The processes by which SCs fuse into myotubes consists of a series actions, including SC proliferation and differentiation [23]. The basic helix-loop-helix proteins, including the early myogenic marker myogenin, MRF4, and the later myogenic marker MyHC, block cell cycle progression by causing G1 arrest, myogenic differentiation, and myotube maturation [9, 24]. Cell differentiation is promoted by the basic helix-loop-helix proteins and myokines such as upregulated IL-15 [2526]. We found that myogenin and MyHC I mRNA content in Lantang piglet longissimus dorsi muscle were higher than in Landrace piglets. The expression of myogenin, MRF4, and MyHC I protein levels in Lantang piglet SCs were higher than in Landrace piglet SCs. These results indicate that Lantang piglet SCs might have greater differentiation capacity than Landrace piglet SCs.

To further validate the hypothesis, we examined the CK activity and the fusion index in Lantang piglet and Landrace piglet longissimus dorsi muscle SCs. CK is an index for measuring skeletal muscle SC differentiation capacity [2728]. In slow muscle, the interaction between mitochondria CK and muscle cytoplasm CK could form a phosphocreatine-creatine cycle that can transfer ADP and ATP between mitochondria and sites of energy expenditure. Our results showed that CK activity in Lantang piglet SCs is greater than in Landrace piglet SCs during differentiation. The results indicated that Lantang piglet SCs possess a greater differentiation capacity compared with Landrace piglet SCs.

SCs that fuse to existing fibers or form myotubes appear during muscle growth and repair [29]. Myotube formation in vitro represented the muscle fibers process [30]. The fusion index is an indicator of myotube formation, the quantification of the fusion index is related to SC myotube formation and differentiation capacity [31]. We found that SCs from Lantang piglets have a higher fusion index than SCs from Landrace piglets during differentiation at 72 hours, indicating that the differentiation capacity of Lantang piglet SCs is greater than that of Landrace piglet SCs. In addition, our previous study found that the myofibers in Lantang piglets have a higher density compared with myofibers in Landrace piglets [19]. Considering the different fiber density between the two breeds, we hypothesized that the difference was caused by the different fusion or differentiation capacity of SCs. Taken together, the results of these in vivo and in vitro experiments suggest that the Lantang piglet SCs have greater differentiation capacity than Landrace piglet SCs.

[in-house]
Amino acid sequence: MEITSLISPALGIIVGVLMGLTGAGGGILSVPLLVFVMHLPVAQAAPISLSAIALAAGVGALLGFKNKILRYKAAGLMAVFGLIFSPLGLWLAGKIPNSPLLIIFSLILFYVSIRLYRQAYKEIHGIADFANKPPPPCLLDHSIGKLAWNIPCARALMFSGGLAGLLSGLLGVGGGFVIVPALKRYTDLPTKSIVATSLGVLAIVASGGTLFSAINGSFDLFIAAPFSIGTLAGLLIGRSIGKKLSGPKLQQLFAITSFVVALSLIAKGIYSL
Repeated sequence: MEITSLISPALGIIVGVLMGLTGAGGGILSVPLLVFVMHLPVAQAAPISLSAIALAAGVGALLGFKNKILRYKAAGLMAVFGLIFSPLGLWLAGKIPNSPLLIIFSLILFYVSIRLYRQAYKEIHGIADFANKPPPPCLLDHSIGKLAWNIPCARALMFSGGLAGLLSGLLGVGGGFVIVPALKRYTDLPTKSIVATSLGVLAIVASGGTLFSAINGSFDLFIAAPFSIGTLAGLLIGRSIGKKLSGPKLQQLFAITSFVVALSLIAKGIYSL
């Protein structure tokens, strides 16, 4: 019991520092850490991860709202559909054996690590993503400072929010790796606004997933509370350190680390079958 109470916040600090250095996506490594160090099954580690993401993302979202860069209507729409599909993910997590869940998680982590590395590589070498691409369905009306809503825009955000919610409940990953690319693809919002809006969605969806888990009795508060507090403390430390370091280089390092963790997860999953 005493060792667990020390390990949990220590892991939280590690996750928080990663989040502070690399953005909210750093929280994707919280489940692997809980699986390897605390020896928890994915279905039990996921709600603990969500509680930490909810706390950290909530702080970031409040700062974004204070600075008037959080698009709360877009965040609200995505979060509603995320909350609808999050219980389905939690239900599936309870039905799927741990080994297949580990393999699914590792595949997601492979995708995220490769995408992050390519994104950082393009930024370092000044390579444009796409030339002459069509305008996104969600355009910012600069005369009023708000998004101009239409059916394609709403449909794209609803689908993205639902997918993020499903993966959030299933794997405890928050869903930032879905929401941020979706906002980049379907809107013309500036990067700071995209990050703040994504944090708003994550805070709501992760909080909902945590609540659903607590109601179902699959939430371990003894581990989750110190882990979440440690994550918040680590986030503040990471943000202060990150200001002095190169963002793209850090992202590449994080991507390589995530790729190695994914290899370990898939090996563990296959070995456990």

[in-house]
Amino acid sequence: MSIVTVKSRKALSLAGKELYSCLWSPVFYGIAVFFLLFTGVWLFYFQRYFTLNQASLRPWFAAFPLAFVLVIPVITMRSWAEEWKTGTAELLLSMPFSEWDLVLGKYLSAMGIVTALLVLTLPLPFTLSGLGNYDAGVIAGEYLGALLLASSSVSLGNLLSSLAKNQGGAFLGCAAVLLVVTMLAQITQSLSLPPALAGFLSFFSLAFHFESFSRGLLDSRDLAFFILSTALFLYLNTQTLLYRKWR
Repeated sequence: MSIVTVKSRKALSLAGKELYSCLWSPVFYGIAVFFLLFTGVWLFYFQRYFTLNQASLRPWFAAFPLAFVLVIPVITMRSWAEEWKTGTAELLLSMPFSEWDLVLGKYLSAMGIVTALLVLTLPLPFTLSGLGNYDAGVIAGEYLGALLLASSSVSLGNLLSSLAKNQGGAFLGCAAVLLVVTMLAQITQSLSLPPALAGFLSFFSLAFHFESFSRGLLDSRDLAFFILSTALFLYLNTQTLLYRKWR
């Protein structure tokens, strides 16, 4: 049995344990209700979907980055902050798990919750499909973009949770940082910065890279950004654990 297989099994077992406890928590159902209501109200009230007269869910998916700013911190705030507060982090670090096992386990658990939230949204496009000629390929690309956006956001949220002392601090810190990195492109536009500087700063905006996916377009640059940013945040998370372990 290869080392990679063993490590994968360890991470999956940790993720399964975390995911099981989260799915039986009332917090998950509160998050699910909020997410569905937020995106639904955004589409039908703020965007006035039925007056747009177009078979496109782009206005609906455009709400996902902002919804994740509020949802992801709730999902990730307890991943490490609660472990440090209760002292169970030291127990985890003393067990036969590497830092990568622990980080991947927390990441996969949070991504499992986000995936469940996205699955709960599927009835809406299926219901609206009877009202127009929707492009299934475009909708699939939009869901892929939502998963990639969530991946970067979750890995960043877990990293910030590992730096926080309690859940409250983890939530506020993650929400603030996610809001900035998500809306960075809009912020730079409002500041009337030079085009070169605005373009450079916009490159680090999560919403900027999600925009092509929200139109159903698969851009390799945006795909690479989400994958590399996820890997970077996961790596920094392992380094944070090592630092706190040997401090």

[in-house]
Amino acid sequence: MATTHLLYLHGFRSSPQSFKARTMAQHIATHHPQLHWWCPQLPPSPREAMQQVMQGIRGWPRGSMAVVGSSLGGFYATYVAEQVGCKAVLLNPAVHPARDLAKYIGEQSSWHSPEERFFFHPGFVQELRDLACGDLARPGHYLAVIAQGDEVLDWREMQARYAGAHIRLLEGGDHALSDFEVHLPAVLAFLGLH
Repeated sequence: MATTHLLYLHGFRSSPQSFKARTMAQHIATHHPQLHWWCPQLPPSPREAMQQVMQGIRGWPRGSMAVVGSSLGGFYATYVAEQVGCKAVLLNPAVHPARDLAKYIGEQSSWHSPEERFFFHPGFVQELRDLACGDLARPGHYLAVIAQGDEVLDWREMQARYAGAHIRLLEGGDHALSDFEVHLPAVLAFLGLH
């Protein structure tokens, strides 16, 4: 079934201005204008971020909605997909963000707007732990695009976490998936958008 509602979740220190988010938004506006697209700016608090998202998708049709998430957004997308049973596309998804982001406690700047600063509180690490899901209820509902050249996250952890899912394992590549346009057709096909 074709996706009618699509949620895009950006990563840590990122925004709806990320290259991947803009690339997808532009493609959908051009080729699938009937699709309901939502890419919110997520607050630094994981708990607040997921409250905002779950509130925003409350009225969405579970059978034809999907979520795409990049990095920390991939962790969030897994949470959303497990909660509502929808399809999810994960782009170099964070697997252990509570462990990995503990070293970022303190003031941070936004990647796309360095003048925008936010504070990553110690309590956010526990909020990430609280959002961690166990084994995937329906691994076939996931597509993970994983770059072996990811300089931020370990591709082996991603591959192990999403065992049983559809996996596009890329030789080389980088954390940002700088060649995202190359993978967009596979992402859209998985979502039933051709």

Previous studies suggest that the mTOR signaling pathway is crucial in cell growth, differentiation, and regeneration, and has long been recognized as a factor in skeletal muscle growth [3234]. However, the exact function of the mTOR pathway in muscle cell differentiation and regeneration is ambiguous. Yoon and Chen [6] found that mTOR activation can promote phosphorylation of insulin receptor substrate-1 and suppress cell differentiation of mouse C2C12. Similarly, Ge et al [12] indicated that mTOR inhibits C2C12 myogenic differentiation by suppressing PI3K/Akt signaling. Moreover, Jayaraman and Marks [35] demonstrated that rapamycin, the mTOR kinase inhibitor, blocks proliferation and induces differentiation of BC1H1 mouse cells. Consistent with these previous studies, we found that the protein expression of p-Akt (Ser473), p-mTOR (Ser2481), p-S6K1 (Thr389), p-S6 (Ser 235/236), and p-4EBP1 (Thr70) in Lantang piglet SCs were lower than in Landrace piglet SCs, whereas the Lantang piglet SCs exhibited more myogenic differentiation compared with Landrace piglet SCs. Therefore, our findings and the above observations suggest that the mTOR signaling pathway has opposing functions in myogenic differentiation.

However, Jaafar et al [13] reported that the mTOR complexes were required for phospholipase D activated myogenic differentiation [13]. The inhibition of mTOR kinase suppresses C2C12 myoblast differentiation [7]. Furthermore, Gardner et al [36] found that deletion of Akt disrupts the normal process of cell differentiation, and similar results were found in the study of Briata et al [5]. The different responses of the mTOR signaling pathway in muscle differentiation in different experiments can be explained by the differences in the stages of myogenesis. During skeletal myogenesis, the mTOR signaling pathway is not needed at the initial stage of differentiation, whereas it is required for late-stage fusion leading to the myotube and myofiber maturation [3738]. Additionally, the protein expression pattern of the mTOR signaling pathway might differ in various animal species. However, the mechanism through which the mTOR signaling pathway exerts its effects on muscle differentiation is yet to be investigated.

Lantang piglet SCs have a greater differentiation capacity than Landrace piglet SCs, leading to a different expression pattern of proteins on the mTOR signaling pathway. Thus, mTOR kinase might be utilized to stimulate muscle differentiation and regeneration.

MATERIALS AND METHODS

Porcine muscle collection, SCs isolation, and culture

This study was conducted with the approval and in accordance with the directives of the Institutional Animal Care and Use Committee of South China Agricultural University (Guangzhou, China).

Six 1-day-old male Lantang piglets (BW: 0.73±0.09 kg) and six 1-day-old Landrace male piglets (BW: 1.19±0.03 kg) were used in this study. The piglets were euthanized with sodium pentobarbital before sampling. Longissimus dorsi muscle was used to isolate SCs. Additional muscle samples were taken and frozen in liquid nitrogen immediately, and then stored at –80° C until analysis.

The method used to isolate SCs was previously described [17, 39, 40], and immunocytochemistry was used to identify SC purity by paired box protein 7 (Pax7). Immunocytochemistry analysis showed the positive cells for the Pax7 polyclonal antibody (Wuhan Huamei Biotech Co. Ltd, Wuhan, China) accounted for 90% of total cells (Figure 3). Cells were cultured in a growth medium consisting of Dulbecco’s modified Eagle’s medium (DMEM) supplemented with 10% (v/v) fetal bovine serum (FBS) and antibiotics (100 IU/mL penicillin, 100 μg/mL streptomycin) in 5% carbon dioxide (CO2) at 37° C. Cell culture flasks and plates were obtained from Corning (Corning, NY, USA).